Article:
If you don’t let me make the final edits, I’ll drink the…stuff in this vial.
The big catchline from the old Incredible Hulk TV show starring Bill Bixby was, “Don’t make me angry. You wouldn’t like me when I’m angry.” Well, Edward Norton, star-writer-producer of the new The Incredible Hulk movie is apparently angry. Or at the very least dissatisfied.
Deadline Hollywood is reporting that Norton is involved in a standoff with Marvel about the final cut of the film. Apparently he was promised, “‘tremendous involvement and access’ after Marvel invited him into the core team to rewrite Zak Penn’s script,” and now there’s a war over how he and the studio define the limits of that involvement. In other words, will the final cut be his version or the studio’s version?
The inevitable unnamed sources cover both sides of the argument. Some say that the studio was asking for trouble just by letting Norton write and get a credit for the screenplay. After all, he has a rep as an actor who has created dissension with the directors of such films as The Italian Job and American History X; Tony Kaye, director of the latter film, complained that Norton recut the film to give himself a bigger part (let me just interject for a moment and say that he was tremendous in that movie and it was better when he was on screen, so maybe Kaye is the one who couldn’t make the right judgment).
Norton, director Louis Leterrier (who hasn’t publicly taken a side) and Marvel producers David Maisel and Kevin Feige are supposedly locked up in meetings to try to resolve the issues and come to an “amicable solution.” Word is that even the rough cut of the film looks good, so it’s possible that they’re not far off. Meanwhile, Page Six in the New York Post is reporting that Norton has threatened not to do any publicity for the film if he doesn’t get his way. This would be damaging for everyone and everything–the film, the studio, and Norton. Then again, it is Page Six, not always a paragon of proportion and accuracy, so for all we know he might have just told Marvel that he couldn’t continue with the meetings until he had some coffee.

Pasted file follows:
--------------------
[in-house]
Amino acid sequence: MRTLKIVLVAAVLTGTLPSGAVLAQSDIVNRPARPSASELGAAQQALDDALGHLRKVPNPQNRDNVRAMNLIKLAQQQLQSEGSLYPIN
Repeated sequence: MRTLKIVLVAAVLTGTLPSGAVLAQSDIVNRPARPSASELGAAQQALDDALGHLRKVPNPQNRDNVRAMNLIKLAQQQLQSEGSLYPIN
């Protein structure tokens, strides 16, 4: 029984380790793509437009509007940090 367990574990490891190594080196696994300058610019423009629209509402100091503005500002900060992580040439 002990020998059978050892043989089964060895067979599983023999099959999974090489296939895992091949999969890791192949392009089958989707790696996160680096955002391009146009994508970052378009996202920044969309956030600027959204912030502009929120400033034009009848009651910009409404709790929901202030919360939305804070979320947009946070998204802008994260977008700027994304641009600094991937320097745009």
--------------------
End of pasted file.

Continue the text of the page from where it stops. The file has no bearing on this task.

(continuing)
I’m rooting for Norton here. Sure, you can easily dismiss him as a control freak, or just another actor who’s let a little power go over his head. But you know that it’s always a studio’s instinct to put out a movie that will please as many and offend as few people as possible, which often results in a bland, generic product. I have to believe that this far along and with so much personally invested in the film, Norton’s got a specific vision that he’s trying to achieve and that usually makes a movie better. Or it makes it a complete, vanity project disaster, which in my mind is still better than a baby food smooth everything to everyone film, though you can be sure the studio would be damn happy with the latter if that’s what will rack up the most bucks domestically and internationally. After all, whether we like it or not, this is always about business, not art.
Nevertheless, good luck, Mr. Norton.